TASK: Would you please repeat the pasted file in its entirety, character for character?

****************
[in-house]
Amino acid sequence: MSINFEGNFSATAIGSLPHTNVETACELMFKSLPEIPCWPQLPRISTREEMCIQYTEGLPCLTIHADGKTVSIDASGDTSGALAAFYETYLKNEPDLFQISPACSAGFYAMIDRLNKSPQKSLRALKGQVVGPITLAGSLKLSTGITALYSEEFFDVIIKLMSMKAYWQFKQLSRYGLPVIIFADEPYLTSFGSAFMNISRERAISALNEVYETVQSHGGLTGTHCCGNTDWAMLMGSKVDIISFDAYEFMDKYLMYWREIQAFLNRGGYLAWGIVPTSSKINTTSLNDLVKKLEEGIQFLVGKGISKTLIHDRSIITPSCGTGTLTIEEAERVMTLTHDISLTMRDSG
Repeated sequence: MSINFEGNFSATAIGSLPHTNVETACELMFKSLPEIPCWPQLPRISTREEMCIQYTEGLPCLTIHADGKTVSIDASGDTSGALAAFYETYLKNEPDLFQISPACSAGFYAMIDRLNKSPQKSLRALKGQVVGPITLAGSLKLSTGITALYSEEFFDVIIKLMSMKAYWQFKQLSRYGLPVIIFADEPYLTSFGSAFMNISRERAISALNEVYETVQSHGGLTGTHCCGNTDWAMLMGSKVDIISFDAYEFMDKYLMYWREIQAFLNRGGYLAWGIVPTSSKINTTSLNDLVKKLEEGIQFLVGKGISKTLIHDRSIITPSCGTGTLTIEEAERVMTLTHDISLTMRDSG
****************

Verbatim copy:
[in-house]
Amino acid sequence: MSINFEGNFSATAIGSLPHTNVETACELMFKSLPEIPCWPQLPRISTREEMCIQYTEGLPCLTIHADGKTVSIDASGDTSGALAAFYETYLKNEPDLFQISPACSAGFYAMIDRLNKSPQKSLRALKGQVVGPITLAGSLKLSTGITALYSEEFFDVIIKLMSMKAYWQFKQLSRYGLPVIIFADEPYLTSFGSAFMNISRERAISALNEVYETVQSHGGLTGTHCCGNTDWAMLMGSKVDIISFDAYEFMDKYLMYWREIQAFLNRGGYLAWGIVPTSSKINTTSLNDLVKKLEEGIQFLVGKGISKTLIHDRSIITPSCGTGTLTIEEAERVMTLTHDISLTMRDSG
Repeated sequence: MSINFEGNFSATAIGSLPHTNVETACELMFKSLPEIPCWPQLPRISTREEMCIQYTEGLPCLTIHADGKTVSIDASGDTSGALAAFYETYLKNEPDLFQISPACSAGFYAMIDRLNKSPQKSLRALKGQVVGPITLAGSLKLSTGITALYSEEFFDVIIKLMSMKAYWQFKQLSRYGLPVIIFADEPYLTSFGSAFMNISRERAISALNEVYETVQSHGGLTGTHCCGNTDWAMLMGSKVDIISFDAYEFMDKYLMYWREIQAFLNRGGYLAWGIVPTSSKINTTSLNDLVKKLEEGIQFLVGKGISKTLIHDRSIITPSCGTGTLTIEEAERVMTLTHDISLTMRDSG